January 26, 2013, 7:35 AM — The simplest way to make your PC games look better is to buy a better graphics card. If you already have the best graphics card money can buy (one of these, perhaps), the next step is to install a duplicate and make them work together. Most savvy PC users have a machine with a discrete graphics card, but adding a second or even third card and running them together can lead to a big performance boost in demanding PC games.
This job can also be a little tricky, though the process has gotten much easier in the past decade. Consumer-class multi-GPU graphics configurations date all the way back to 1998 when 3dfx debuted the Voodoo 2 and the accompanying SLI, or Scan-Line Interleave technology. In those days, when two Voodoo 2 cards were installed in a system and configured properly, each card would alternate rendering odd and even scan lines. The end result was typically a huge increase in performance, with frame rates nearly double that of a single Voodoo 2.
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Most modern GPUs from Nvidia and AMD can be paired up to work together as well, but they work very differently than the Voodoo 2 of old. Modern graphics cards running in multi-GPU configurations typically render alternate frames or split a frame horizontally (or into tiles), with each GPU working on a particular portion of the frame. But pairing multiple graphics cards together still can substantially increase performance.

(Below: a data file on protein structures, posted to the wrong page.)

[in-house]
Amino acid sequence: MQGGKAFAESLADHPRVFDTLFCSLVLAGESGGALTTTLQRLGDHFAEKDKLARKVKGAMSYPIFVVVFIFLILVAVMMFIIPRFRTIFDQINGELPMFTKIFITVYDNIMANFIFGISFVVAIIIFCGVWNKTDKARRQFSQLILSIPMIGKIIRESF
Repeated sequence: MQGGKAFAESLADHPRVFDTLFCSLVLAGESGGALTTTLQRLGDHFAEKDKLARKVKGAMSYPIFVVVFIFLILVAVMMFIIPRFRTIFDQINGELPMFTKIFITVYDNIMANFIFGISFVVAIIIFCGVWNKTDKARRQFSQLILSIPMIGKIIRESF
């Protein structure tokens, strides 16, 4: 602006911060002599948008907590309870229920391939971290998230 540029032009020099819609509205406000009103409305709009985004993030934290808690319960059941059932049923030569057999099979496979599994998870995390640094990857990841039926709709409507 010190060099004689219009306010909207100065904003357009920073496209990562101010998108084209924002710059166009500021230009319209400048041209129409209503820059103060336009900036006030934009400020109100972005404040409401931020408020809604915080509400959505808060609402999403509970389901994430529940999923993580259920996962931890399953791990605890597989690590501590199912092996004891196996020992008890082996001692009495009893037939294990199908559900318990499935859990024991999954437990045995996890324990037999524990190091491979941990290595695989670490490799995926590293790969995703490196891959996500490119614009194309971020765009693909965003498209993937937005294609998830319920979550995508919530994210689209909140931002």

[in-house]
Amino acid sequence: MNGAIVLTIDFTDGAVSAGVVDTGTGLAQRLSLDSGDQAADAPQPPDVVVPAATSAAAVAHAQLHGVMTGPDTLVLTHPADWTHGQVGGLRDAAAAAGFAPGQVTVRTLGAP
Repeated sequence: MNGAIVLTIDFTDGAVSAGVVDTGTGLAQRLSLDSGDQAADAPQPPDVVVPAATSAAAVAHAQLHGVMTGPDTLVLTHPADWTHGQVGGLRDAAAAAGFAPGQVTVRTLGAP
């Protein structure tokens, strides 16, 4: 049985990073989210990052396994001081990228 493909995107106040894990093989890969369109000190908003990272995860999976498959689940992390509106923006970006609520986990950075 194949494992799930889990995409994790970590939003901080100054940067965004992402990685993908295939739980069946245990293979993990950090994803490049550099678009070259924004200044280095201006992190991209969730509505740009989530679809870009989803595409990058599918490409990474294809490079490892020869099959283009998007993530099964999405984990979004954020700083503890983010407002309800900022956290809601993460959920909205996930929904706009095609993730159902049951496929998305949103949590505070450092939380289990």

The process is actually pretty simple, so let's get started!
First: What's the deal with Crossfire/SLI?
Here are two words you need to know when it comes to multi-GPU rigs: Crossfire and SLI. Nvidia calls its multi-GPU rendering software SLI (short for Scalable Link Interface), in homage to 3dfx, though it's nothing like the old SLI system that shipped with the Voodoo2. Nvidia in fact acquired 3dfx a while back, leveraging that well-known brand, even though the underlying technology is quite different. AMD calls its multi-GPU rendering system CrossFire, presumably because it sounds cool.
SLI and CrossFire are fundamentally very similar. Two, three, or four separate graphics cards from the same product family (three Nvidia GTX 580s, for example, or a Radeon HD 7850 and an HD 7870) can be linked together within a system to distribute the workload of rendering graphics and (ideally) to increase performance.
Both Nvidia GeForce and AMD Radeon graphics cards feature one or two small edge connectors, usually along the top and front portion of the printed circuit boards. If a card has only one of these edge connectors, only two cards can be paired together for CrossFire or SLI operation. Cards with two SLI or CrossFire edge connectors, however, can be set up in two-, three-, or four-card configurations. The more GPUs that share a 3D workload, the better.
Because SLI and CrossFire are features specifically designed to increase performance in games, the technologies are ideally suited to gamers looking for higher frame rates. Having multiple graphics cards in a system brings some other side benefits as well, but we'll get to those later.
What to know before you go upgrading
Here are a few things to consider should you want to upgrade a system with a multi-GPU SLI or CrossFire setup. First off, you need a motherboard that has the necessary PCI Express x16 slots and that is also compatible with either or both technologies. You'll also need a case that can physically accommodate and cool the graphics cards and a strong enough power supply to feed the cards with adequate power.